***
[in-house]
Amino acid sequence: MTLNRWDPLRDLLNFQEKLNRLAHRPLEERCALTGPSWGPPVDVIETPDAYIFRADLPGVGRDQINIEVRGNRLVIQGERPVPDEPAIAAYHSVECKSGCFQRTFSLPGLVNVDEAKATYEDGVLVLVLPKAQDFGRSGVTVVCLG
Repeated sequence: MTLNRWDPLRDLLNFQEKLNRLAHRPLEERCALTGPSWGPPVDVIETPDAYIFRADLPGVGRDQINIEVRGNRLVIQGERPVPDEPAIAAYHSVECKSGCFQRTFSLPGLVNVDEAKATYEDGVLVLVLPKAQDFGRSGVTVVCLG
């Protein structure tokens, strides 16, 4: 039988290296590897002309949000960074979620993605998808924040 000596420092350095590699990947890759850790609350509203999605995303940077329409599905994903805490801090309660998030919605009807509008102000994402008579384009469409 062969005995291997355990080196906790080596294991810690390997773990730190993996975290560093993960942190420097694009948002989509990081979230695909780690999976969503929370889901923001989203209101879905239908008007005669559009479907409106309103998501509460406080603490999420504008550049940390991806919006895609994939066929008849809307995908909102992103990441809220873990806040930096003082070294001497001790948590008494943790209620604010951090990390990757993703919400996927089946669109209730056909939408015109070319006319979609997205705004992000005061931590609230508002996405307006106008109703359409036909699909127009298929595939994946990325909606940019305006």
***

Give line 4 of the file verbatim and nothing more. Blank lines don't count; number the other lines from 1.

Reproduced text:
């Protein structure tokens, strides 16, 4: 039988290296590897002309949000960074979620993605998808924040 000596420092350095590699990947890759850790609350509203999605995303940077329409599905994903805490801090309660998030919605009807509008102000994402008579384009469409 062969005995291997355990080196906790080596294991810690390997773990730190993996975290560093993960942190420097694009948002989509990081979230695909780690999976969503929370889901923001989203209101879905239908008007005669559009479907409106309103998501509460406080603490999420504008550049940390991806919006895609994939066929008849809307995908909102992103990441809220873990806040930096003082070294001497001790948590008494943790209620604010951090990390990757993703919400996927089946669109209730056909939408015109070319006319979609997205705004992000005061931590609230508002996405307006106008109703359409036909699909127009298929595939994946990325909606940019305006």